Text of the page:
The total mass of these two galaxies is uncertain. Only a fraction of their gas seems to have coalesced into stars and they probably both have large dark matter halos. One recent estimate of the total mass of the LMC is about 1/10 that of the Milky Way. That would make the LMC rather a large galaxy in the current observable universe. Since the sizes of relatively nearby galaxies are highly skewed, the average mass can be a misleading statistic. In terms of rank, the LMC appears to be the fourth most massive member of over 50 galaxies in the local group. Suggesting that the Magellanic cloud system is historically not a part of the Milky Way is evidence that the SMC has been in orbit about the LMC for a very long time. The Magellanic system seems most similar to the distinct NGC 3109 system, which is on the edge of the Local Group.
Astronomers have long assumed that the Magellanic Clouds have orbited the Milky Way at approximately their current distances, but evidence suggests that it is rare for them to come as close to the Milky Way as they are now. Observation and theoretical evidence suggest that the Magellanic Clouds have both been greatly distorted by tidal interaction with the Milky Way as they travel close to it. The LMC maintains a very clear spiral structure in radio-telescope images of neutral hydrogen. Streams of neutral hydrogen connect them to the Milky Way and to each other, and both resemble disrupted barred spiral galaxies. Their gravity has affected the Milky Way as well, distorting the outer parts of the galactic disk.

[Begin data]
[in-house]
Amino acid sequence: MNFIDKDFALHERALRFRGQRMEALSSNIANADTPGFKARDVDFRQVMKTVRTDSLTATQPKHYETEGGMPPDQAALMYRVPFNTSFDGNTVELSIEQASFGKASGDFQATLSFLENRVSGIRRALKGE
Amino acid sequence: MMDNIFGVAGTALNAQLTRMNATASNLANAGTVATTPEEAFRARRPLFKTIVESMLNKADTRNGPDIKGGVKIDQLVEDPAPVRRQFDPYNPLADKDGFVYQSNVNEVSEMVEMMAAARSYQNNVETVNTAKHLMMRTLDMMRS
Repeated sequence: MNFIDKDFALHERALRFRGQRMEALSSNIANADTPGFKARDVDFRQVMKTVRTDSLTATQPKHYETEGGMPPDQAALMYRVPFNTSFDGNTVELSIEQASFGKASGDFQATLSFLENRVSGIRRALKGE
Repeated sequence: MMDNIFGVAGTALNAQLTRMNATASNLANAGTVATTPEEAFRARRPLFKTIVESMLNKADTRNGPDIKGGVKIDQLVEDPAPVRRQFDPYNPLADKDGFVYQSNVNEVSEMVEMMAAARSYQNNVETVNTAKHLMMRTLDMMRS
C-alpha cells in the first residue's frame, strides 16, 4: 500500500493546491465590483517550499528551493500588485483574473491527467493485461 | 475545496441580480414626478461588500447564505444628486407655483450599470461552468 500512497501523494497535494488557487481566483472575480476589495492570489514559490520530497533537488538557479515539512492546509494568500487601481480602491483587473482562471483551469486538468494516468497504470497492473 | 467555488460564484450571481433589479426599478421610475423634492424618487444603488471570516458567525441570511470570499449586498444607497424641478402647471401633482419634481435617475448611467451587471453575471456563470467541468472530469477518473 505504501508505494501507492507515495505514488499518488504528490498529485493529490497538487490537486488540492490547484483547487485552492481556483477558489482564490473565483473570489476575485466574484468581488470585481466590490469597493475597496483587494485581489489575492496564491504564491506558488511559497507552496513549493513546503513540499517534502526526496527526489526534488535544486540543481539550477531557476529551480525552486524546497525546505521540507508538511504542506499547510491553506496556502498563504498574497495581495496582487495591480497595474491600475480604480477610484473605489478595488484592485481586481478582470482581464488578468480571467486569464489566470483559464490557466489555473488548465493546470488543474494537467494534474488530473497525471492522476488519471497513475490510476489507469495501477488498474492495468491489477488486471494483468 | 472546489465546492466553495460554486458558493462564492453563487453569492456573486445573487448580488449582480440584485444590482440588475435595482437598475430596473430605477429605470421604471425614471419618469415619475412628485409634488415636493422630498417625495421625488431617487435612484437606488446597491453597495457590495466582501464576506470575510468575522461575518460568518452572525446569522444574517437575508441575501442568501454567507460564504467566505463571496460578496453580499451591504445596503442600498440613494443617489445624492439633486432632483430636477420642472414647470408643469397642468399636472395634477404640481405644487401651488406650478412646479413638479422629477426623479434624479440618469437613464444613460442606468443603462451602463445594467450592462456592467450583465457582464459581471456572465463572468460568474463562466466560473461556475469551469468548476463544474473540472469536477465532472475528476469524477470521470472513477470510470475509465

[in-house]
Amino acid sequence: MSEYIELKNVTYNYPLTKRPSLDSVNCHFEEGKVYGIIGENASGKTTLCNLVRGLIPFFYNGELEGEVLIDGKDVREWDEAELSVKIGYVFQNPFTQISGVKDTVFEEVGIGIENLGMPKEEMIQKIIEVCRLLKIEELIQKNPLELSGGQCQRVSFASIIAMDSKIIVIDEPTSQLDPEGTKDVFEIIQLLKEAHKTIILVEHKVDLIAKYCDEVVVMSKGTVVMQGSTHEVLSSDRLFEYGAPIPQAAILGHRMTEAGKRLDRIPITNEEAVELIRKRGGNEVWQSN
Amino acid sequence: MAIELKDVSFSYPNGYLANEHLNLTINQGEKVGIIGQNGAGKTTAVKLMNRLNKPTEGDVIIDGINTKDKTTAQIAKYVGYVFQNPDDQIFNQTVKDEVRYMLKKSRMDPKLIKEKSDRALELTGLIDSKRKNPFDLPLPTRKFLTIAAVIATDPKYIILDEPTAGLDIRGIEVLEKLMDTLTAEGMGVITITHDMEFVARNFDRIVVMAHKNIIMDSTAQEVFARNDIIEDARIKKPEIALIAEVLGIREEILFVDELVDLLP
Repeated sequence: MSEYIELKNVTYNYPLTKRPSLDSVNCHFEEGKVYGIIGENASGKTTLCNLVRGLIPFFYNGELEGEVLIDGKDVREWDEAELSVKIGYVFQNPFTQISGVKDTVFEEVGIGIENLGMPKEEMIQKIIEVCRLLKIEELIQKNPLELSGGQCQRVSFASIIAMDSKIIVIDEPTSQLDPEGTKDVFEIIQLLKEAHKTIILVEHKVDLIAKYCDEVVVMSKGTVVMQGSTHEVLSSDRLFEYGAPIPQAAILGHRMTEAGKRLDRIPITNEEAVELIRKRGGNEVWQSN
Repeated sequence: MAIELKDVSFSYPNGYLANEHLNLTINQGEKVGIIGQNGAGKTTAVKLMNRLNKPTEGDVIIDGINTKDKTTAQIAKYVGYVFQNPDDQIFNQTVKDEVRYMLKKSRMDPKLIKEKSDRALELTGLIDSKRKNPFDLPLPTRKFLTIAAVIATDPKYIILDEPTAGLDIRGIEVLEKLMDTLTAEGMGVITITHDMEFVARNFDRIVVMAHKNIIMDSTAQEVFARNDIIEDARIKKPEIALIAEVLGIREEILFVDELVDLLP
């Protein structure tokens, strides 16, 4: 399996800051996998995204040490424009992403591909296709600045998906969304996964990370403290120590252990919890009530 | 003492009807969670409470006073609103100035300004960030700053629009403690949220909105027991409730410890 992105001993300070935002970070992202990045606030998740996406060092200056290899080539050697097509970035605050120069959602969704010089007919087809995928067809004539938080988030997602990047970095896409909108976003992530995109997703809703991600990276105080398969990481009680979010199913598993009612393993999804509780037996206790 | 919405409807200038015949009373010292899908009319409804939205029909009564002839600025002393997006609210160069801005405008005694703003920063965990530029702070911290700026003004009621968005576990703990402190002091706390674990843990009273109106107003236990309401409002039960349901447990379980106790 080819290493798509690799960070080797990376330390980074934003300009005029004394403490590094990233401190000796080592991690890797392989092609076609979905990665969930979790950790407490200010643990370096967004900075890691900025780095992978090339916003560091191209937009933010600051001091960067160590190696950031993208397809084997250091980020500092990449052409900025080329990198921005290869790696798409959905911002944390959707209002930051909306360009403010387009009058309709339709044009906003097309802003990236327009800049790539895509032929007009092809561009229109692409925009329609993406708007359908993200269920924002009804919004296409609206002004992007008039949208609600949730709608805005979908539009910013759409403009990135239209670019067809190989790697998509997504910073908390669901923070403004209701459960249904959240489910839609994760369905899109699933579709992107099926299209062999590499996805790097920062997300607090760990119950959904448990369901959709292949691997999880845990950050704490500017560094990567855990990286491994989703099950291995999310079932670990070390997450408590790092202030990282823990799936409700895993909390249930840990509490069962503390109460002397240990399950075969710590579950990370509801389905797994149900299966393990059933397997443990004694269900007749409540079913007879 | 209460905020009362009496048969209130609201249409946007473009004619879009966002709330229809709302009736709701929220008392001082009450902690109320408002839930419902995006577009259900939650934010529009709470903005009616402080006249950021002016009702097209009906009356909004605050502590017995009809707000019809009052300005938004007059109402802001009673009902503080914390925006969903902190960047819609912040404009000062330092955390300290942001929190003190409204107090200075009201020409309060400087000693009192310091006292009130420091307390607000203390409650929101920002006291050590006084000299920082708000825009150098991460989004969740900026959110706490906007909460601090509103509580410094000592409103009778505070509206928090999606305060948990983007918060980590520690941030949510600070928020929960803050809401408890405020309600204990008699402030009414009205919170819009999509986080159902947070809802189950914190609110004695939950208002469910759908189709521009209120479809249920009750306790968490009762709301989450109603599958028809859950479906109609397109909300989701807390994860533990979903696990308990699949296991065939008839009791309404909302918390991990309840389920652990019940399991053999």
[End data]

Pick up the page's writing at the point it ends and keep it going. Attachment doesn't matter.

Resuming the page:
Aside from their different structure and lower mass, they differ from our galaxy in two major ways. They are gas-rich; a higher fraction of their mass is hydrogen and helium compared to the Milky Way. They are also more metal-poor than the Milky Way; the youngest stars in the LMC and SMC have a metallicity of 0.5 and 0.25 times solar, respectively. Both are noted for their nebulae and young stellar populations, but as in our own galaxy their stars range from the very young to the very old, indicating a long stellar formation history.
Measurements with the Hubble Space Telescope, announced in 2006, suggest the Magellanic Clouds may be moving too fast to be long term companions of the Milky Way. If they are in orbit, that orbit takes at least 4 billion years. They are possibly on a first approach and we are witnessing the start of a galactic merger that may overlap with the Milky Way's expected merger with the Andromeda Galaxy (and perhaps the Triangulum Galaxy) in the future.
In 2019, astronomers discovered the young star cluster Price-Whelan 1 using Gaia data. The star cluster has a low metallicity and belongs to the leading arm of the Magellanic Clouds. The existence of this star cluster suggests that the leading arm of the Magellanic Clouds is 90,000 light-years away from the Milky Way—closer than previously thought.
Mini Magellanic Cloud (MMC)
Astrophysicists D. S. Mathewson, V. L. Ford and N. Visvanathan proposed that the SMC may in fact be split in two, with a smaller section of this galaxy behind the main part of the SMC (as seen from Earth's perspective), and separated by about 30,000 light years. They suggest the reason for this is due to a past interaction with the LMC splitting the SMC, and that the two sections are still moving apart. They have dubbed this smaller remnant the Mini Magellanic Cloud.
- Astronomical surveys of the Magellanic Clouds
- Irregular galaxy
- Magellanic Stream
- Magellanic Bridge
- Galaxies in fiction
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- For Peter Martyr d'Anghiera's mention of the Magellanic clouds, see: